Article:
Arnold Ma, CEO of the London-based marketing agency Qumin, has decided to join the China Speakers Bureau.
His focus is on China’s opening up to global markets, with a specialty on the country’s millenniums and subcultures that are becoming key for global companies trying to finetune their China operations.
Vision, robotics and language are key areas where China is worldwide leading artificial intelligence, says Rupert Hoogewerf, chairman of the Hurun report on AI. The number of patent applications has been rising sharply over the past five years, he adds in the South China Morning Post. Huawei holds a top position.
China’s economic slowdown has mainly hit local VC’s, says William Bao Bean, managing director of the Chinaccelerator, at OZY.com. A government crackdown on risky investments and the fallout from the trade war is hitting the industry after the 2017-2018 boom. OZY.com: Local venture capital firms that raise money and invest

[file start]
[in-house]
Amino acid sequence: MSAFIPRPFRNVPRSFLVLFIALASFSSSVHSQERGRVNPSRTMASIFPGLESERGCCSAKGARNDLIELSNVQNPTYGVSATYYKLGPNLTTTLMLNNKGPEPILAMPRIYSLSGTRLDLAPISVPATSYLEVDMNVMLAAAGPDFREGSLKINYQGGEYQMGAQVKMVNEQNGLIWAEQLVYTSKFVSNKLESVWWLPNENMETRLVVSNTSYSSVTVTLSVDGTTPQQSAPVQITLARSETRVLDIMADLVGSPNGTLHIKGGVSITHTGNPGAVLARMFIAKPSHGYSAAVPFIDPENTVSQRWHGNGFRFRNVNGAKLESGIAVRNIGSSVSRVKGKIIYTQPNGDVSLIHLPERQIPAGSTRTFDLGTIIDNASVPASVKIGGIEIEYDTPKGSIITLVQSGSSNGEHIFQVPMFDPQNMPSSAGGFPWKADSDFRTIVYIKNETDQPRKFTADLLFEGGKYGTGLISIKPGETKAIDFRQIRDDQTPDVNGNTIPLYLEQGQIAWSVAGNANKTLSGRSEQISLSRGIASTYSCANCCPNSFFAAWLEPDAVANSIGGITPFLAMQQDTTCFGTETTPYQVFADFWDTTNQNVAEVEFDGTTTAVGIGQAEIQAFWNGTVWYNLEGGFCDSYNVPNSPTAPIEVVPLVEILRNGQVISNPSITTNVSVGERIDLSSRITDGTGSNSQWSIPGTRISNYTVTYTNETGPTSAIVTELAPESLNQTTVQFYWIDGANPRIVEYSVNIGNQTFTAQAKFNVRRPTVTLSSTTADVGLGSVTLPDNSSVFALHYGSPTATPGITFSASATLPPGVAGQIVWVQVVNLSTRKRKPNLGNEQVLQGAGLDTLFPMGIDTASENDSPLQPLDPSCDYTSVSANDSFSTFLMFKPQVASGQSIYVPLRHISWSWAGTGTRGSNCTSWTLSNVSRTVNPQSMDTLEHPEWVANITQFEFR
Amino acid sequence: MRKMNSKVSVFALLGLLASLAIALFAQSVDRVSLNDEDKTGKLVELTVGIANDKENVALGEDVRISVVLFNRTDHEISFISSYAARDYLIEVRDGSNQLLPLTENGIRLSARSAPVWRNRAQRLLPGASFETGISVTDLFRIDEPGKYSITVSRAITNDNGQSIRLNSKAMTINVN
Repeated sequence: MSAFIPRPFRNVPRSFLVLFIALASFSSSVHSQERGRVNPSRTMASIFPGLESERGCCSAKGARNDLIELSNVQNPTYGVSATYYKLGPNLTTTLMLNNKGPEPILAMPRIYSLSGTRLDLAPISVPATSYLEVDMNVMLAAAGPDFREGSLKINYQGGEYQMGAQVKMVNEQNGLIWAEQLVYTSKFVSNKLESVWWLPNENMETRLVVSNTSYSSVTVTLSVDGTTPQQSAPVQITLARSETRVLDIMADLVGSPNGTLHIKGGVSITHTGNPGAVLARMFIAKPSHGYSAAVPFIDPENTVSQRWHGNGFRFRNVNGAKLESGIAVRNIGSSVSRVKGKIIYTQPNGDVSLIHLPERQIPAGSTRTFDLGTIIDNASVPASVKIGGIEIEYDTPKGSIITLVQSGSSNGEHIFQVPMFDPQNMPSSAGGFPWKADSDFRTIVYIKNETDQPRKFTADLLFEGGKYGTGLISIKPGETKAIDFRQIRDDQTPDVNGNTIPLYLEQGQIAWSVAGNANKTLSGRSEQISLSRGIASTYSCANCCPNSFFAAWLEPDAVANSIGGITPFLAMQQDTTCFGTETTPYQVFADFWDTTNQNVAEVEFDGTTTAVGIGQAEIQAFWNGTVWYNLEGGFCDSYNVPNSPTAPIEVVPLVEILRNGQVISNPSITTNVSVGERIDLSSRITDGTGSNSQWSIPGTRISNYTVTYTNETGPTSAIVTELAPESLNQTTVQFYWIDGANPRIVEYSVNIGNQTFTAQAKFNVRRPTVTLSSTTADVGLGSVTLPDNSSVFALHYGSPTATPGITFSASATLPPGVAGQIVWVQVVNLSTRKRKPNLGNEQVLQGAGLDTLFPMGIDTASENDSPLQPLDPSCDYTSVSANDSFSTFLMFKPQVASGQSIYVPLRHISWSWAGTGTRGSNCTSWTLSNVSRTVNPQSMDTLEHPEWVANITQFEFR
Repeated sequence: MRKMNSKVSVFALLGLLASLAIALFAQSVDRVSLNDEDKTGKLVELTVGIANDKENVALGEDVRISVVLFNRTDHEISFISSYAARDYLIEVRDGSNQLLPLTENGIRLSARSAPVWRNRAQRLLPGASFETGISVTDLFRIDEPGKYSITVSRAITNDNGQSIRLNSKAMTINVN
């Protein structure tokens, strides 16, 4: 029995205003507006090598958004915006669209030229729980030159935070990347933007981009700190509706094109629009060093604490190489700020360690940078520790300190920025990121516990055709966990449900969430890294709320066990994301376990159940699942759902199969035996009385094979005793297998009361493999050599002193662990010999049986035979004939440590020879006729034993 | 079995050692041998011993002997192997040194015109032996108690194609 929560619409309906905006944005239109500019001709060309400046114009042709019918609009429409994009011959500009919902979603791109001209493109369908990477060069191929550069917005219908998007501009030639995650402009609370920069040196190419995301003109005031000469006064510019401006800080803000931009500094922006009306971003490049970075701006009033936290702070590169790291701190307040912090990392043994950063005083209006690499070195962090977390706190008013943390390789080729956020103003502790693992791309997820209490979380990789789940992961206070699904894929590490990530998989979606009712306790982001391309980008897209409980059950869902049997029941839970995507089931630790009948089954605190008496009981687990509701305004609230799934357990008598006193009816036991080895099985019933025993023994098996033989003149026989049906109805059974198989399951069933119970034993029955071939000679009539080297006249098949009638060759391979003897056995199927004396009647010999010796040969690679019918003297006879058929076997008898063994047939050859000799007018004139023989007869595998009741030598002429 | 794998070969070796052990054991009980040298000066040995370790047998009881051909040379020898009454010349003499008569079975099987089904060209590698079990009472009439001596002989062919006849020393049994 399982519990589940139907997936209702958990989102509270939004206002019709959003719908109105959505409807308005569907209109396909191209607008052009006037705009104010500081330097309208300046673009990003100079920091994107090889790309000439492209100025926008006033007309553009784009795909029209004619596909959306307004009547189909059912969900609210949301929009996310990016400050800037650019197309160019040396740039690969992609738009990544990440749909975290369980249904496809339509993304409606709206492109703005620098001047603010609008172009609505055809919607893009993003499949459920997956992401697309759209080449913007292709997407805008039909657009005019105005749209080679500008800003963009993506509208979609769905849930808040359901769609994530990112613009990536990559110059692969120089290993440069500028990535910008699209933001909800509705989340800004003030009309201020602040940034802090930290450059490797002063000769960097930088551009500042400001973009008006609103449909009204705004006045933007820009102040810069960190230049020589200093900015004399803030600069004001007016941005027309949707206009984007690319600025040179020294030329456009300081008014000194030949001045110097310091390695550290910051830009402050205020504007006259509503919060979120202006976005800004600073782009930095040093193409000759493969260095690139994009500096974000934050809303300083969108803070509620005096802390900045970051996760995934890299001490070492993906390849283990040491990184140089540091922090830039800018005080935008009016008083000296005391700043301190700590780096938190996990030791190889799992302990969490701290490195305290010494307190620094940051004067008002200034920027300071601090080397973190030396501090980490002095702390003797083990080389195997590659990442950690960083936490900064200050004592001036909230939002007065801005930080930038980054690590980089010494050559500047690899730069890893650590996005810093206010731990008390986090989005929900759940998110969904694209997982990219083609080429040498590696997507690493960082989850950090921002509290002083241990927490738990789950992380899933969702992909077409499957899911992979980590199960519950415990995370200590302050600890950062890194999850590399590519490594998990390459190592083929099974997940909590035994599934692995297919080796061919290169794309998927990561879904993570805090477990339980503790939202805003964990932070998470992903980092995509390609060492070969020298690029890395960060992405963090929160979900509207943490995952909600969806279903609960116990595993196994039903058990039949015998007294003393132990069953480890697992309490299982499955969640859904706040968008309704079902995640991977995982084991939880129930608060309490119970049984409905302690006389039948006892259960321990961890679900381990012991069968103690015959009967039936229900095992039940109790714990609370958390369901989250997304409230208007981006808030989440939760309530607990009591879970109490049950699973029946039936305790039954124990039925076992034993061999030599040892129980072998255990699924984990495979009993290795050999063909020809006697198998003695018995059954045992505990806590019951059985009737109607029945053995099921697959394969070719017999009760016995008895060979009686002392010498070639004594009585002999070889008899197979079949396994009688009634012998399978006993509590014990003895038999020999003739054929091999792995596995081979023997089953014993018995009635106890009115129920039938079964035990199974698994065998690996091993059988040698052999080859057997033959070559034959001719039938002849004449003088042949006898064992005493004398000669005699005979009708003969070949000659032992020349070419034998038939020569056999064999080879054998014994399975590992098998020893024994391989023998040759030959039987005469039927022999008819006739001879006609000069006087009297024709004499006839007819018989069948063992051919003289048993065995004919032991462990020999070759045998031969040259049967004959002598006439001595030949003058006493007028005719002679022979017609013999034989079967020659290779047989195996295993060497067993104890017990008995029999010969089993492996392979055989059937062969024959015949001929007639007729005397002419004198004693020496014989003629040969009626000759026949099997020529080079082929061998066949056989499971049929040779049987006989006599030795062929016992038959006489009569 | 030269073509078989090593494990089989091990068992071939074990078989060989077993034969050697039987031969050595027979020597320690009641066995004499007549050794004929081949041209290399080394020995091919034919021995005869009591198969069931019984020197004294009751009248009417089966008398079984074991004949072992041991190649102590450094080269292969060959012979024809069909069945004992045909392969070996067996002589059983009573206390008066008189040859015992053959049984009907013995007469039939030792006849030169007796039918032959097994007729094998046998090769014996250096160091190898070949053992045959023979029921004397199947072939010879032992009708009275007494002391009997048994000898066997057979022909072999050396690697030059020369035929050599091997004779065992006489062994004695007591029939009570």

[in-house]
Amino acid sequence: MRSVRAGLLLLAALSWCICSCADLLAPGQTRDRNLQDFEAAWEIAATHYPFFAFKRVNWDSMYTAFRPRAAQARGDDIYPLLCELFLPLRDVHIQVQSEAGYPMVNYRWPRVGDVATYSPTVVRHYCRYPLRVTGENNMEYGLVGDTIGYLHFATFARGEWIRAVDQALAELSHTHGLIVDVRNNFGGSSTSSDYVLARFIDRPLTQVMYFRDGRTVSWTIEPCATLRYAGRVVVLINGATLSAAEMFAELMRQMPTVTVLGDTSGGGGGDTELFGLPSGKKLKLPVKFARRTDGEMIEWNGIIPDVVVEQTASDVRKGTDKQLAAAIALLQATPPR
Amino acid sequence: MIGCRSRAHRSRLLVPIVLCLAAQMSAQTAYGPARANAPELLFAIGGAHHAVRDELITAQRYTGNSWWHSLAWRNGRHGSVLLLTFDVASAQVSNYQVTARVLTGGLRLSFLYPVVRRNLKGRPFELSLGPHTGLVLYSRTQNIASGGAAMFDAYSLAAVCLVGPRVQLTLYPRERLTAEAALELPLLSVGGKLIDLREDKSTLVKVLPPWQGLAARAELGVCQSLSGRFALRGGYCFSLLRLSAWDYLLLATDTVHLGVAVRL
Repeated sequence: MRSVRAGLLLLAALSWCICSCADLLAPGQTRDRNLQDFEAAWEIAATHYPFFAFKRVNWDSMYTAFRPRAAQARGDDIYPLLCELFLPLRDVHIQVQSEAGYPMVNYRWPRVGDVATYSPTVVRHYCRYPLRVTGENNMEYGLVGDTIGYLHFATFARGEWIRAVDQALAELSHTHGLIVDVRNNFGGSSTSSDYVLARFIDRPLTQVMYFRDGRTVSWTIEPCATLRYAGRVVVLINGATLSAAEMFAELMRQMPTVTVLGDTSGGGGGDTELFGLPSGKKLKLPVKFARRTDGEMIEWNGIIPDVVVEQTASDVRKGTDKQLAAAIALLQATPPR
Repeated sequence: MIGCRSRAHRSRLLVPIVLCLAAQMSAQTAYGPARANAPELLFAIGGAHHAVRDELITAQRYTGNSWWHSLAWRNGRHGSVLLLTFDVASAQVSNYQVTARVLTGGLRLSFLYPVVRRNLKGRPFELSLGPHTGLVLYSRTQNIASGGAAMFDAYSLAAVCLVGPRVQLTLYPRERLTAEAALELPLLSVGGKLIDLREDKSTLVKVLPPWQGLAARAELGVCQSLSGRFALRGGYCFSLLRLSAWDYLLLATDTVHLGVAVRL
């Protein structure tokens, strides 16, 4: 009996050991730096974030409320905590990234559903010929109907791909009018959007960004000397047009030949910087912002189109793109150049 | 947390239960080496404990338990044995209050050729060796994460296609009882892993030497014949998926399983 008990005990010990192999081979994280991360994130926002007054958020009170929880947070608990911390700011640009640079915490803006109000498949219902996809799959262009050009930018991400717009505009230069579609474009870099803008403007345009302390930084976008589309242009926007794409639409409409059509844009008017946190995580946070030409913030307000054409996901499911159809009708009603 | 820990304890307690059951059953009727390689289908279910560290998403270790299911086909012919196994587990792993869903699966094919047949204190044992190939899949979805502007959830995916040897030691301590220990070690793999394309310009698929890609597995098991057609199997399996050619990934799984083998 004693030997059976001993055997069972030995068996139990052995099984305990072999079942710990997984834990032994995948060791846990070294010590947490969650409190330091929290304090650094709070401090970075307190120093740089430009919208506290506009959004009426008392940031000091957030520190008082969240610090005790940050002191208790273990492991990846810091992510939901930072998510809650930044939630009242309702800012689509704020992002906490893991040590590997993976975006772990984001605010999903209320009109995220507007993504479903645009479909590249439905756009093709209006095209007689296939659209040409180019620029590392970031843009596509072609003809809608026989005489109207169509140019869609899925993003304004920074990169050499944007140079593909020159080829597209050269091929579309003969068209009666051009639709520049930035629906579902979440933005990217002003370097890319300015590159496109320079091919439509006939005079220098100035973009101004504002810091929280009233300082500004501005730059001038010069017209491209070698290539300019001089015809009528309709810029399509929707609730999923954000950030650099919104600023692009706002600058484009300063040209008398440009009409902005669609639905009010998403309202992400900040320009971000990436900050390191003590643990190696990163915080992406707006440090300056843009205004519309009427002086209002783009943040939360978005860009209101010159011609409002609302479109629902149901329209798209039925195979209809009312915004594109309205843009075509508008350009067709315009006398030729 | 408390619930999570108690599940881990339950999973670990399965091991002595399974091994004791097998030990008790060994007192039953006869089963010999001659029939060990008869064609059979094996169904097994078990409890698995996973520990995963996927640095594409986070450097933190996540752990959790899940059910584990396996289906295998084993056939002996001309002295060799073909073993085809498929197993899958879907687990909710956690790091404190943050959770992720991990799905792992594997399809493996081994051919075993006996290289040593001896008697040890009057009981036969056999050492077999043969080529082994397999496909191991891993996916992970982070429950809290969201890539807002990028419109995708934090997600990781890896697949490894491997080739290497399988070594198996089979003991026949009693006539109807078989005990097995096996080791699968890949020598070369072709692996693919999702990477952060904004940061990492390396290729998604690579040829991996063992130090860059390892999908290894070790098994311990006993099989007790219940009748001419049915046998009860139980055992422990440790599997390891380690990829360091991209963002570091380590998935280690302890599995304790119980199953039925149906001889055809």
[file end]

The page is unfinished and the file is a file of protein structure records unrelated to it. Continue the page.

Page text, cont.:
From a cash country, where transactions were done by moving plastic bags with money between bank branches, China has turned into a leading force in fintech or financiel technology. Mobile payment are standard. Bitcoins and blockchain technology found in China early adopters. Social media have – more than anywhere in the world – adopted payment systems to facilitate online trade.
Marketing expert Ashley Dudarenok dives into the fast-changing landscape of China’s internet, especially Bytedance. The relative newcomer has become an established player next to the old trinity of Baidu, Alibaba, and Tencent (BAT). She looks at some of Bytedance’s major operations: Jinri Toutiao and Douyin, and Bytebance’s international expansion for Asia Times.
China’s competitive landscape is changing fast, and the blooming incubators for startups offer multinational a much-needed edge in local competition, says William Bao Bean, managing director of the Chinaccellator in Shanghai to Forbes. “When you’re under pressure and local players are taking market share from you, you look to innovation.”